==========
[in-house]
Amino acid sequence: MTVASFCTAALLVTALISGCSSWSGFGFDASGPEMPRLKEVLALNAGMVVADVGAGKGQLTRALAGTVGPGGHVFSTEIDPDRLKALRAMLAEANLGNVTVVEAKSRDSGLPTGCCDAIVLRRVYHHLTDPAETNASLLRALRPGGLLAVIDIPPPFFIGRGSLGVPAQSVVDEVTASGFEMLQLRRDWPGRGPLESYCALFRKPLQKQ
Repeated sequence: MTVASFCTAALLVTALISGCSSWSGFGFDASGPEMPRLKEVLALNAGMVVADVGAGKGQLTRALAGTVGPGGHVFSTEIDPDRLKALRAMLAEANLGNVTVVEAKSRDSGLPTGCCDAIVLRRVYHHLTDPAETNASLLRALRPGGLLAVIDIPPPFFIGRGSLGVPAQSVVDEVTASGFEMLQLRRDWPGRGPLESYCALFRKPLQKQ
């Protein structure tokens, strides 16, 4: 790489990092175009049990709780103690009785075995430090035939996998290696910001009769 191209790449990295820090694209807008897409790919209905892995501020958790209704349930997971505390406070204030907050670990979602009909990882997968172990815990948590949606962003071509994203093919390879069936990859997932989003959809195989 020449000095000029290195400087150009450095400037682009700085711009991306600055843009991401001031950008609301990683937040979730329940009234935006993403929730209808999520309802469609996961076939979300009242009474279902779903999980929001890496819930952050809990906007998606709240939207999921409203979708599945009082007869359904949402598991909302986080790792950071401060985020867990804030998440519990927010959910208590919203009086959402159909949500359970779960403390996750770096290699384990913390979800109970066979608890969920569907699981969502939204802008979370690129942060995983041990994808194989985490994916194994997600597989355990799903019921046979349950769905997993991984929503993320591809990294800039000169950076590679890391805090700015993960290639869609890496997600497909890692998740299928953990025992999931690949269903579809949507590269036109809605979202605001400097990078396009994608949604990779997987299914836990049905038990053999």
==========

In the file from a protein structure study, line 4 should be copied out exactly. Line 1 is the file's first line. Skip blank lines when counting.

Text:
């Protein structure tokens, strides 16, 4: 790489990092175009049990709780103690009785075995430090035939996998290696910001009769 191209790449990295820090694209807008897409790919209905892995501020958790209704349930997971505390406070204030907050670990979602009909990882997968172990815990948590949606962003071509994203093919390879069936990859997932989003959809195989 020449000095000029290195400087150009450095400037682009700085711009991306600055843009991401001031950008609301990683937040979730329940009234935006993403929730209808999520309802469609996961076939979300009242009474279902779903999980929001890496819930952050809990906007998606709240939207999921409203979708599945009082007869359904949402598991909302986080790792950071401060985020867990804030998440519990927010959910208590919203009086959402159909949500359970779960403390996750770096290699384990913390979800109970066979608890969920569907699981969502939204802008979370690129942060995983041990994808194989985490994916194994997600597989355990799903019921046979349950769905997993991984929503993320591809990294800039000169950076590679890391805090700015993960290639869609890496997600497909890692998740299928953990025992999931690949269903579809949507590269036109809605979202605001400097990078396009994608949604990779997987299914836990049905038990053999």